Women Who Opt Out
The Debate over Working Mothers and Work-Family Balance
Publication Year: 2012
Published by: NYU Press
Title Page, Copyright Page
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I first became interested in this topic of “opting out” upon reading Lisa Belkin’s October 2003 New York Times journalistic essay, “The Opt-Out Revolution.” It was my first semester at the University of Massachusetts at Amherst Department of Legal Studies and I had recently finished a postdoctoral...
Part I. “Opting Out”: Women’s History and Feminist Legal Theory
Introduction: Women, Work, and Motherhood in American History
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When Betty Friedan wrote The Feminine Mystique in 1963, she pulled a veil off the “merry homemaker” image ascribed to American women of the postwar era (Tyler May, 1988; Coontz, 2011). It was the problem that had “no name,” women who asked whether being a mother and housewife was all...
Part II. Is “Opting Out” for Real?
1. The Rhetoric and Reality of “Opting Out”: Toward a Better Understanding of Professional Women’s Decisions to Head Home
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Since the Industrial Revolution, when economic production moved out of the home, women have struggled to reconcile the roles, responsibilities, and day-to-day activities of productive and reproductive labor. They have used a variety of strategies, the parameters of which have been defined by their class...
2. The Real “Opt-Out Revolution” and a New Model of Flexible Careers
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In recent years, there has been a great deal of discussion about the “optout revolution”—the notion that educated, professional women with small children choose to leave the workplace to focus on their families instead of their careers (Belkin, 2003). The basic thesis of the opt-out revolution has...
Part III. Can All Women “Opt In” before They “Opt Out”?
3. “Opting In” to Full Labor Force Participation in Hourly Jobs
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Rather than “opting out” or even being “pushed out,” women in low-level, hourly jobs are often “kept out” of full labor force participation. The practices employers use to contain labor costs in hourly jobs often serve to undermine women’s prospects for sustained employment and adequate...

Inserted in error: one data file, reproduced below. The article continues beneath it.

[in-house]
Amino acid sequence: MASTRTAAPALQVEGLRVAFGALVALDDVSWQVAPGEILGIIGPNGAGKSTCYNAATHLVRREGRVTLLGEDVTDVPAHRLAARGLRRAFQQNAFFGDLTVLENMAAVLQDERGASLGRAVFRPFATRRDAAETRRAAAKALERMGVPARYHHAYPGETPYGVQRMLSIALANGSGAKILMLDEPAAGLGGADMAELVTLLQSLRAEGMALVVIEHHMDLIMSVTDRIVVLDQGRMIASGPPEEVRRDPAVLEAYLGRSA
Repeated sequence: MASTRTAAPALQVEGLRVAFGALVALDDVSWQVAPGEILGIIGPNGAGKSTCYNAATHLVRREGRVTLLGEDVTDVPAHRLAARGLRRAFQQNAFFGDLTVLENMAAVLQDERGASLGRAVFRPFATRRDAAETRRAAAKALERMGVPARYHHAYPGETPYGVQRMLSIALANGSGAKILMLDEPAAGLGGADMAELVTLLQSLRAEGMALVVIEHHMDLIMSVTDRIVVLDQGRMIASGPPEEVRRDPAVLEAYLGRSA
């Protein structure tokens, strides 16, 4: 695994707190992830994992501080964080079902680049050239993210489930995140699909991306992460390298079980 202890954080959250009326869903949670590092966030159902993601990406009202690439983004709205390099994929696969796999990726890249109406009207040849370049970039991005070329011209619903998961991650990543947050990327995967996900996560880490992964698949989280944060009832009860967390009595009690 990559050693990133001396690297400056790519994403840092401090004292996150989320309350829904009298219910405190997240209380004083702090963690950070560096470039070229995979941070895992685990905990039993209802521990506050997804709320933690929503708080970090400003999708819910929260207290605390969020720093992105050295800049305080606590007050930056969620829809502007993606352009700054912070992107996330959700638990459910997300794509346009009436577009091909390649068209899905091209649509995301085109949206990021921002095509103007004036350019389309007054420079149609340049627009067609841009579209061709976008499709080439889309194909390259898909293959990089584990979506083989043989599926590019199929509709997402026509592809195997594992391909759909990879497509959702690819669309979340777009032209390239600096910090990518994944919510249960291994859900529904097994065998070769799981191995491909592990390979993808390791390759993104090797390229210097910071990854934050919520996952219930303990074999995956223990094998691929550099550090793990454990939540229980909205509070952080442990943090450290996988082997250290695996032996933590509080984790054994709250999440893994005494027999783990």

4. The Challenges to and Consequences of “Opting Out” for Low-Wage, New Mothers
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The idea of women “opting out” of paid employment to stay at home and care for children has been a topic of hot debate in both the public media and among academics who study women’s employment patterns (Belkin, 2003). In her provocative book Opting Out: Why Women Really Quit Careers and Head Home, Stone (2007) demonstrates...
5. The Future of Family Caregiving: The Value of Work-Family Strategies That Benefit Both Care Consumers and Paid Care Workers
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When higher-income women “opt in” for full-time employment, they are in a position to contract out some share of their responsibilities in the home to lower-income women who then provide these services. This traditional model of redistributing care work frequently presumes that only child care responsibilities...
6. Care Work and Women’s Employment: A Comparative Perspective
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This chapter examines the similarities among industrialized nations in the demand for care work (child care, elder care, care for the disabled, etc.) as the result of women’s rising employment rates, and the differences international policy impose upon outcomes: who provides care, where, and how they are...
Part IV. Conclusion
7. The Opt-Out Revolution Revisited
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The media tends to cover work/family conflict as the story of highly educated professional mothers “opting out” of fast-track careers in the face of inflexible career paths and very long workweeks, ignoring the experiences of working- and middle-class women. Given that less than 8% of U.S. women hold...
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About the Contributors
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Publication Year: 2012